Did you design your blog to fit in perfectly with the rest in your niche? Do you sell similar products, stage your photos a similar way? Stop! You’re analyzing your competition the wrong way. There’s an easier way to come out on top; win against the competition and offer what they can’t- You!
It’s exhausting to “Be Someone Else”.
You’re priming yourself for burnout by trying too hard to fit in. Be real and create what comes naturally. In addition to presenting polished and complete work, you should present work that’s completely you in every way.
The Benefits of Being Yourself:
There are so many benefits that come with putting a little of yourself in everything your business offers:
1. The Struggle Ceases: Workflow is smooth and natural when you’re simply”¦yourself.
2. Your Audience will Come: Being yourself will bring you the right audience.
3. No One Else has it: You’re the unique asset in your art. No one else can offer it.
Inserting the Real You Into Your Business:
Applying yourself to your business is tricky. Of course, there’s some filtering and editing to do, but the result should still bear your signature:
1. Exclude Influences: Make some time to create without influences. Turn off the computer and TV. Work without referencing your favorite websites and magazines.
2. Offer Your Talents: Use your unique talents to make your brand pop and stand out in your niche.
For example, I love drawing comics. I could start a weekly “Adventures in Thrifting” comic on my blog. (Featuring my favorite things: robots and zombies!)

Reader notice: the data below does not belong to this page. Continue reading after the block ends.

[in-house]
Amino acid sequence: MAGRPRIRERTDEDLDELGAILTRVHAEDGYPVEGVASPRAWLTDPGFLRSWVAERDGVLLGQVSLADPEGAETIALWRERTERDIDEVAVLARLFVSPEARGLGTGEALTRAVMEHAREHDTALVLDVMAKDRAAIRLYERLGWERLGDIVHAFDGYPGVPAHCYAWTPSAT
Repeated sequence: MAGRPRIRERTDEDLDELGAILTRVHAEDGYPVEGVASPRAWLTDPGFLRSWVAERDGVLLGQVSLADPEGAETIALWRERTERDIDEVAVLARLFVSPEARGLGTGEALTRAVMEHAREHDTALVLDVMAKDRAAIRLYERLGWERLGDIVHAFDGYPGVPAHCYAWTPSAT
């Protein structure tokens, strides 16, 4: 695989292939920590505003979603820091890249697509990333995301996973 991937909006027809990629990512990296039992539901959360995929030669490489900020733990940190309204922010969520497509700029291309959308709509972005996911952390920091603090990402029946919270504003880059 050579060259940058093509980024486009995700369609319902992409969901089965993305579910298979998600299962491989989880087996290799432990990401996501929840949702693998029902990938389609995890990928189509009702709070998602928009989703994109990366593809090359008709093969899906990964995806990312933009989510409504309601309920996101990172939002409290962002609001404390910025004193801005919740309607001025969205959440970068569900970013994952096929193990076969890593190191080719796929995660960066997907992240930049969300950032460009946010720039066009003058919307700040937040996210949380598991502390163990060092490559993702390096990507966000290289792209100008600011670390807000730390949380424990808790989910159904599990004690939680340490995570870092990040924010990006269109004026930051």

You’re Still a Professional.
Being yourself doesn’t mean getting overly comfortable and releasing inferior work. Continue to distribute quality work that you’re proud of, just make sure you work some of your divine spark in to the mix. The right audience will find your work. They’ll see a little of themselves in it and relate to it. When they do, they’ll be back for more.
Remember: Just being yourself is your ultimate tool for standing out and making your mark, both on the web and in the creative community.
*image Be Yourself
Vanessa wrote this post. She is a full time copywriter and webmarketer with a passion for art, creativity, and thrift. She writes about thrifting, creating, and saving money every weekday on her blog, Thrift Core.
15 comments | Click here to reply
Thanks for this post, very helpful information, I’m going to apply it to my blogsJill Casey
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This was a great post. Sometimes there is so much pressure to be successful especially when you are starting out. It’s nice to be able to to what I love, but in the back of my mind there’s a nagging voice saying,”but this passion of yours has got to pay the bills too.”
So I look to what other successful people are doing and think that if I do something similar to what they’re doing maybe I’ll have the same success as them and that’s just not so. They most likely got to where they are for being themselves and doing their own thing. I find it difficult at first to do that because I’m putting myself out there and when at first I don’t get the response I was hoping for from my customers, I take it personally.
But I’ve learned to have confidence in my designs, to “turn off the noise” and to listen to what my intuition is telling me, to be patient, and to keep following the beat of my own drums. And now we’re getting a great response to our collections.Tabassum
Whenever I sit down to create something I remind myself that if I love it what I make, other people will love it too. That’s how I think about “putting myself” in my business. Great topic!Melanie